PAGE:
When the chatter first began about Spike Jonze’s warm, lovely film Her, one of the talking points was the music: Arcade Fire member William Butler and fellow Canadian Owen Pallett (known to the pop world as Final Fantasy) would be writing the score, Arcade Fire would perform it, and additional musical input would come from Yeah Yeah Yeahs frontwoman Karen O (who had previously collaborated with Jonze on the music for Where The Wild Things Are).
The results lived up to the anticipation; the music in Her perfectly complements the internal life of lead character Theodore Twombly (played by Joaquin Phoenix). The Academy of Motion Picture Arts and Sciences agreed, and when the Oscar nominations were handed down last week, both the score (by Butler and Pallett) and the original song “The Moon Song” (performed by Karen O and written by her and Jonze) were included in the race for prizes.
But despite the accolades, the music from Her is unavailable for purchase, either in physical or digital form. READ FULL STORY
Bruce Springsteen, Vampire Weekend, Christina Aguilera, Arcade Fire, more headline New Orleans Jazz Fest 2014
New Orleans knows how to throw a good party. And the 45th annual New Orleans Jazz & Heritage Festival looks like it will be no exception.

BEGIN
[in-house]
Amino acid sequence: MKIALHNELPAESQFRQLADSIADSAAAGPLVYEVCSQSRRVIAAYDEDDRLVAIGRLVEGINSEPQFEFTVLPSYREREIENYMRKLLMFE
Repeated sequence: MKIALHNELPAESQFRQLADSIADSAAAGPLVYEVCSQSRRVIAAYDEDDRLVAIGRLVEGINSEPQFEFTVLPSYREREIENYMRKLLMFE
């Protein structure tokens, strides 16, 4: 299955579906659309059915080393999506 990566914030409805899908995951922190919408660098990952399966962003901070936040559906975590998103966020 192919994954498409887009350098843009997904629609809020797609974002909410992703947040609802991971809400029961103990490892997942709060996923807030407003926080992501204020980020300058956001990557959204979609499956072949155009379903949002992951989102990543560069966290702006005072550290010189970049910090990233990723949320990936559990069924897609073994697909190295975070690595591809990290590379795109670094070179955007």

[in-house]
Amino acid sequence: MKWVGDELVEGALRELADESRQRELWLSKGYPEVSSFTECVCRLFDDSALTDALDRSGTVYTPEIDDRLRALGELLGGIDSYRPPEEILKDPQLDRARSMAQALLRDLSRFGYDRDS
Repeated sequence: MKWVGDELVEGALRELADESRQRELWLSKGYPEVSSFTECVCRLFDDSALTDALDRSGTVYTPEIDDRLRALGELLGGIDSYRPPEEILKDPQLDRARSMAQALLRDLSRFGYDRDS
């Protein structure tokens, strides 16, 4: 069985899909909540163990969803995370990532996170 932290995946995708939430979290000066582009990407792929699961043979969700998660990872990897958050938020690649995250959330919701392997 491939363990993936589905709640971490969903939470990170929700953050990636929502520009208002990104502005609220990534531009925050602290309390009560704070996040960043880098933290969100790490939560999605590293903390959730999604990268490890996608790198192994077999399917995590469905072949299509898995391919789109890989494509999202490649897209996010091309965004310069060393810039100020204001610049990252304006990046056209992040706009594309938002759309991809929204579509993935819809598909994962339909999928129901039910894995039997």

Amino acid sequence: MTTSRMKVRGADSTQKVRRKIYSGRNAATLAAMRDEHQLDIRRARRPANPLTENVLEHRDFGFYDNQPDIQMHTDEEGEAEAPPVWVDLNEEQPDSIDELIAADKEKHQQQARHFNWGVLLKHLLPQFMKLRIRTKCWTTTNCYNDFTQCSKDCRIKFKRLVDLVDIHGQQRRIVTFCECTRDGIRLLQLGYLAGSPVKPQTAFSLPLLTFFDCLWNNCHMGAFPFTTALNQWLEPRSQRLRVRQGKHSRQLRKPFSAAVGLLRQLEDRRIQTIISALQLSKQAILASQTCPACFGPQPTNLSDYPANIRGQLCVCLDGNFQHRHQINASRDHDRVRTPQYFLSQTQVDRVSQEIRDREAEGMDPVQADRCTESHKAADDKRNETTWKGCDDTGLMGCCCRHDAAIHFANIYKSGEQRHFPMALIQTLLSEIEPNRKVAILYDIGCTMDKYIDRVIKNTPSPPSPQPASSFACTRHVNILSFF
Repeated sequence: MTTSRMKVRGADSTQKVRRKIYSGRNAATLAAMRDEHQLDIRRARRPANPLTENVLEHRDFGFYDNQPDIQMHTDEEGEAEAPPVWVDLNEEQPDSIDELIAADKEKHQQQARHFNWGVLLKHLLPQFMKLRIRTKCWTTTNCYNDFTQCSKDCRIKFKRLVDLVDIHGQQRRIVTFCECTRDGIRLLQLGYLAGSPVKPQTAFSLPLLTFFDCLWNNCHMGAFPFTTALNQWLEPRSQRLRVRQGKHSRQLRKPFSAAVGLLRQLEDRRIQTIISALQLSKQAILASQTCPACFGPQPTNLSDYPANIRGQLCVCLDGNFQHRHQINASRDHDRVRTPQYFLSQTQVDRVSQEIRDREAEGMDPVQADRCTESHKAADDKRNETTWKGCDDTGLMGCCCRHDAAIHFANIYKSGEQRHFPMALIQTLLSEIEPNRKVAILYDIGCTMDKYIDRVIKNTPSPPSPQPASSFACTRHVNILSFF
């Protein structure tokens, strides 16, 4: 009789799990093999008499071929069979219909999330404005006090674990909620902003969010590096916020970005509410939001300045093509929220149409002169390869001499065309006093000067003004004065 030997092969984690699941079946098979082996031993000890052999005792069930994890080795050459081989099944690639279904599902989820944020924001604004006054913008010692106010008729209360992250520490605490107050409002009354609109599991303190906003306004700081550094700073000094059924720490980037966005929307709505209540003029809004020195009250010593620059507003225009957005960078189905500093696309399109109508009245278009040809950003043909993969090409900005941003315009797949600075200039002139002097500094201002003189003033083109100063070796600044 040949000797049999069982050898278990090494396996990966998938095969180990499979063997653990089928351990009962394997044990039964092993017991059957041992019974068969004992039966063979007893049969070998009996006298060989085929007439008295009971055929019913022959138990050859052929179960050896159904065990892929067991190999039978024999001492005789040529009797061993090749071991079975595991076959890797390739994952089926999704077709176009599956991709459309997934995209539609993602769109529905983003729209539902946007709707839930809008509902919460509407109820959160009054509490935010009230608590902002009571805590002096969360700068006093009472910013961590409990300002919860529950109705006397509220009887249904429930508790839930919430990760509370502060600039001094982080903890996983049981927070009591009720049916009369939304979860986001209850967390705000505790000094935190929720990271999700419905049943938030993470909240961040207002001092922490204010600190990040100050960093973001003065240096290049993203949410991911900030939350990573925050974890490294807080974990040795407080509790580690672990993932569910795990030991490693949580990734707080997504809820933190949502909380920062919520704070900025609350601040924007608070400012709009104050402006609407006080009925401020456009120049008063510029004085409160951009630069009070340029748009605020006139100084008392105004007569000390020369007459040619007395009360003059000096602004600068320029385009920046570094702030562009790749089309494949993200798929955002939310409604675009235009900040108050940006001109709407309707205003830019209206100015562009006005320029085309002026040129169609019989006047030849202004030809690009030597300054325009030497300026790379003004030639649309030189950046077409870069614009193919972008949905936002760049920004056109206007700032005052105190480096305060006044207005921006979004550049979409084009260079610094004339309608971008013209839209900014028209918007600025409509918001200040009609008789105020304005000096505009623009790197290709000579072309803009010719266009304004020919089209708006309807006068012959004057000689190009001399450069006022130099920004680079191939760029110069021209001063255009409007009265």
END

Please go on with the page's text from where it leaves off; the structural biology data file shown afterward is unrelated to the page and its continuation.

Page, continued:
Bruce Springsteen & the E Street Band, Christina Aguilera, Eric Clapton, Arcade Fire, Vampire Weekend, Santana, Phish, Public Enemy, and more will join New Orleans jazz and funk acts like Trombone Shorty & Orleans Avenue, Kermit Ruffins, the North Mississippi Allstars, and Allen Toussaint at the annual music extravaganza, which runs over two weekends, April 25-27 and May 1-4.
Other highlights include Robin Thicke, Robert Plant, Alabama Shakes, and Chaka Khan. In a nod to the indie rock turn the annual event has taken in the past few years, Foster the People and The Head and The Heart have also joined the lineup.
Springsteen last played Jazz Fest in 2012 and Arcade Fire paid a visit to the fairgrounds in 2011. Check out the announcement video below and get the full daily lineup on the festival’s site here.
ORIGINAL POST: Get ready to shake it like a Polaroid picture: OutKast is reuniting at Coachella.
The full lineup for the 2014 Coachella Valley Music and Arts Festival in Indio, California, was announced Wednesday night, and among the usual suspects — including repeat headliners Arcade Fire and Muse — was news of the reunited Atlanta hip-hop duo. Also performing back-to-back weekends in April: Lorde (her first appearance), Beck, Pharrell Williams, Lana del Rey, Nas, Haim, and dozens more artists.
The festival goes down April 11-13 and April 18-20, and tickets for both weekends go on sale Friday at 10 a.m. PT. Check out the full lineup below:
READ FULL STORY
Arcade Fire have always been serious about visual presentation, but for the images surrounding their new album Reflektor, they’ve really gone to another level. Such is the case with the video for the just-released video for “Afterlife.”
The clip, directed by Emily Kai Bock (who has also done videos for Grizzly Bear and Grimes), tracks the dream lives of a father and his two sons and features lots of deep-focus black and white cinematography.
Because it’s a song from Reflektor, it’s also over seven minutes long and aggressively melancholy, so prepare to spill a few tears on your lunch salad.
Check out the video for Arcade Fire’s “Afterlife” below. READ FULL STORY